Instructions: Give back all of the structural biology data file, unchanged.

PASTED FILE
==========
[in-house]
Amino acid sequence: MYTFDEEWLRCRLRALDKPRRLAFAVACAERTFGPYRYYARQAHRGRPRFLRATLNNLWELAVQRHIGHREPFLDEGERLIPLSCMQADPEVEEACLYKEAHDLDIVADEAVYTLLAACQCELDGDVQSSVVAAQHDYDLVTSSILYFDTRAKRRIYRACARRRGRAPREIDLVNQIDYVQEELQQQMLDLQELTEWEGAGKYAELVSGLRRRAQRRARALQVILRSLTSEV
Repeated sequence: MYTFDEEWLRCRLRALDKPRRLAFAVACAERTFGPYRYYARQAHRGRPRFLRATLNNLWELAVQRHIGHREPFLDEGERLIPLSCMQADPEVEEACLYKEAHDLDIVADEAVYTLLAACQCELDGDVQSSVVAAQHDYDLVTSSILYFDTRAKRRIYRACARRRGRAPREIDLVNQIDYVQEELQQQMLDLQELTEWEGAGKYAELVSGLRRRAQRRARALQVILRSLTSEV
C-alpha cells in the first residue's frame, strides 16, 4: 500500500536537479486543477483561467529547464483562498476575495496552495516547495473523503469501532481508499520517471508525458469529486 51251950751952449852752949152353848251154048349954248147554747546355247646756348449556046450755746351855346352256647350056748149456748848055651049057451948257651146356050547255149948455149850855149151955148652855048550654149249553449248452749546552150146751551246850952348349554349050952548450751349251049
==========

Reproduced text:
[in-house]
Amino acid sequence: MYTFDEEWLRCRLRALDKPRRLAFAVACAERTFGPYRYYARQAHRGRPRFLRATLNNLWELAVQRHIGHREPFLDEGERLIPLSCMQADPEVEEACLYKEAHDLDIVADEAVYTLLAACQCELDGDVQSSVVAAQHDYDLVTSSILYFDTRAKRRIYRACARRRGRAPREIDLVNQIDYVQEELQQQMLDLQELTEWEGAGKYAELVSGLRRRAQRRARALQVILRSLTSEV
Repeated sequence: MYTFDEEWLRCRLRALDKPRRLAFAVACAERTFGPYRYYARQAHRGRPRFLRATLNNLWELAVQRHIGHREPFLDEGERLIPLSCMQADPEVEEACLYKEAHDLDIVADEAVYTLLAACQCELDGDVQSSVVAAQHDYDLVTSSILYFDTRAKRRIYRACARRRGRAPREIDLVNQIDYVQEELQQQMLDLQELTEWEGAGKYAELVSGLRRRAQRRARALQVILRSLTSEV
C-alpha cells in the first residue's frame, strides 16, 4: 500500500536537479486543477483561467529547464483562498476575495496552495516547495473523503469501532481508499520517471508525458469529486 51251950751952449852752949152353848251154048349954248147554747546355247646756348449556046450755746351855346352256647350056748149456748848055651049057451948257651146356050547255149948455149850855149151955148652855048550654149249553449248452749546552150146751551246850952348349554349050952548450751349251049